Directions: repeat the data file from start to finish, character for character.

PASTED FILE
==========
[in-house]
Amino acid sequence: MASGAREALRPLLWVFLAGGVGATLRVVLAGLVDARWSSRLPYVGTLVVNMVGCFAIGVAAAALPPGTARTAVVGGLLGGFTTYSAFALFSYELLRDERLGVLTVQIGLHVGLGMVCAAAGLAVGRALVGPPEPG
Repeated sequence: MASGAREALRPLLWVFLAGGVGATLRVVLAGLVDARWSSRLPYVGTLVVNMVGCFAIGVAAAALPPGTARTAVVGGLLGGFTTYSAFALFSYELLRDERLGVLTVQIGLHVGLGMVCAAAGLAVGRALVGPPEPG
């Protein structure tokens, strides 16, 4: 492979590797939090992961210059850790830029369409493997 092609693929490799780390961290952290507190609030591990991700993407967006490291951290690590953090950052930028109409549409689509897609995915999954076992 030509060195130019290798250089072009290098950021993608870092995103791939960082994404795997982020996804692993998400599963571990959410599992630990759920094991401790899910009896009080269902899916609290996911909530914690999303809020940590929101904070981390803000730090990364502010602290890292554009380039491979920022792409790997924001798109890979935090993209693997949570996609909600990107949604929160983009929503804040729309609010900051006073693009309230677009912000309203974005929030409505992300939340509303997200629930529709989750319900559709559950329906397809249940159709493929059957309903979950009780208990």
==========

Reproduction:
[in-house]
Amino acid sequence: MASGAREALRPLLWVFLAGGVGATLRVVLAGLVDARWSSRLPYVGTLVVNMVGCFAIGVAAAALPPGTARTAVVGGLLGGFTTYSAFALFSYELLRDERLGVLTVQIGLHVGLGMVCAAAGLAVGRALVGPPEPG
Repeated sequence: MASGAREALRPLLWVFLAGGVGATLRVVLAGLVDARWSSRLPYVGTLVVNMVGCFAIGVAAAALPPGTARTAVVGGLLGGFTTYSAFALFSYELLRDERLGVLTVQIGLHVGLGMVCAAAGLAVGRALVGPPEPG
């Protein structure tokens, strides 16, 4: 492979590797939090992961210059850790830029369409493997 092609693929490799780390961290952290507190609030591990991700993407967006490291951290690590953090950052930028109409549409689509897609995915999954076992 030509060195130019290798250089072009290098950021993608870092995103791939960082994404795997982020996804692993998400599963571990959410599992630990759920094991401790899910009896009080269902899916609290996911909530914690999303809020940590929101904070981390803000730090990364502010602290890292554009380039491979920022792409790997924001798109890979935090993209693997949570996609909600990107949604929160983009929503804040729309609010900051006073693009309230677009912000309203974005929030409505992300939340509303997200629930529709989750319900559709559950329906397809249940159709493929059957309903979950009780208990």